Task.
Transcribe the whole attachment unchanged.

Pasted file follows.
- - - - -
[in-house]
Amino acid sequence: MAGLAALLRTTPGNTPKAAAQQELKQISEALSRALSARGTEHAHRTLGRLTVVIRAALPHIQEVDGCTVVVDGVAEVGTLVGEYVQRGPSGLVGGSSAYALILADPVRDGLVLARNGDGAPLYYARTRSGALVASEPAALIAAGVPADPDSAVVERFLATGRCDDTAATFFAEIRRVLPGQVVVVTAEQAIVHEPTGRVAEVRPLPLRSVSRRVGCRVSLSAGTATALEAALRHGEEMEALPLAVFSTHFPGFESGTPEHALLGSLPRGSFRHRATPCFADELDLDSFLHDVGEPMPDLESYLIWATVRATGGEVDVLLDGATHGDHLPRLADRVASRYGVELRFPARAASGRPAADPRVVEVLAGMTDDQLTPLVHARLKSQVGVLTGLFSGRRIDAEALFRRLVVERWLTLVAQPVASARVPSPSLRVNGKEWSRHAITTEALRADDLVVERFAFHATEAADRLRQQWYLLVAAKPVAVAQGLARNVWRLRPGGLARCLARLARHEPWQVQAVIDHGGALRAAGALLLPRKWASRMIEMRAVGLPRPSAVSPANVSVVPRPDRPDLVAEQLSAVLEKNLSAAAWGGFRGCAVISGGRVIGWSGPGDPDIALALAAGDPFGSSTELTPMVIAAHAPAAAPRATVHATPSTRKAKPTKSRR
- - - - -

[in-house]
Amino acid sequence: MAGLAALLRTTPGNTPKAAAQQELKQISEALSRALSARGTEHAHRTLGRLTVVIRAALPHIQEVDGCTVVVDGVAEVGTLVGEYVQRGPSGLVGGSSAYALILADPVRDGLVLARNGDGAPLYYARTRSGALVASEPAALIAAGVPADPDSAVVERFLATGRCDDTAATFFAEIRRVLPGQVVVVTAEQAIVHEPTGRVAEVRPLPLRSVSRRVGCRVSLSAGTATALEAALRHGEEMEALPLAVFSTHFPGFESGTPEHALLGSLPRGSFRHRATPCFADELDLDSFLHDVGEPMPDLESYLIWATVRATGGEVDVLLDGATHGDHLPRLADRVASRYGVELRFPARAASGRPAADPRVVEVLAGMTDDQLTPLVHARLKSQVGVLTGLFSGRRIDAEALFRRLVVERWLTLVAQPVASARVPSPSLRVNGKEWSRHAITTEALRADDLVVERFAFHATEAADRLRQQWYLLVAAKPVAVAQGLARNVWRLRPGGLARCLARLARHEPWQVQAVIDHGGALRAAGALLLPRKWASRMIEMRAVGLPRPSAVSPANVSVVPRPDRPDLVAEQLSAVLEKNLSAAAWGGFRGCAVISGGRVIGWSGPGDPDIALALAAGDPFGSSTELTPMVIAAHAPAAAPRATVHATPSTRKAKPTKSRR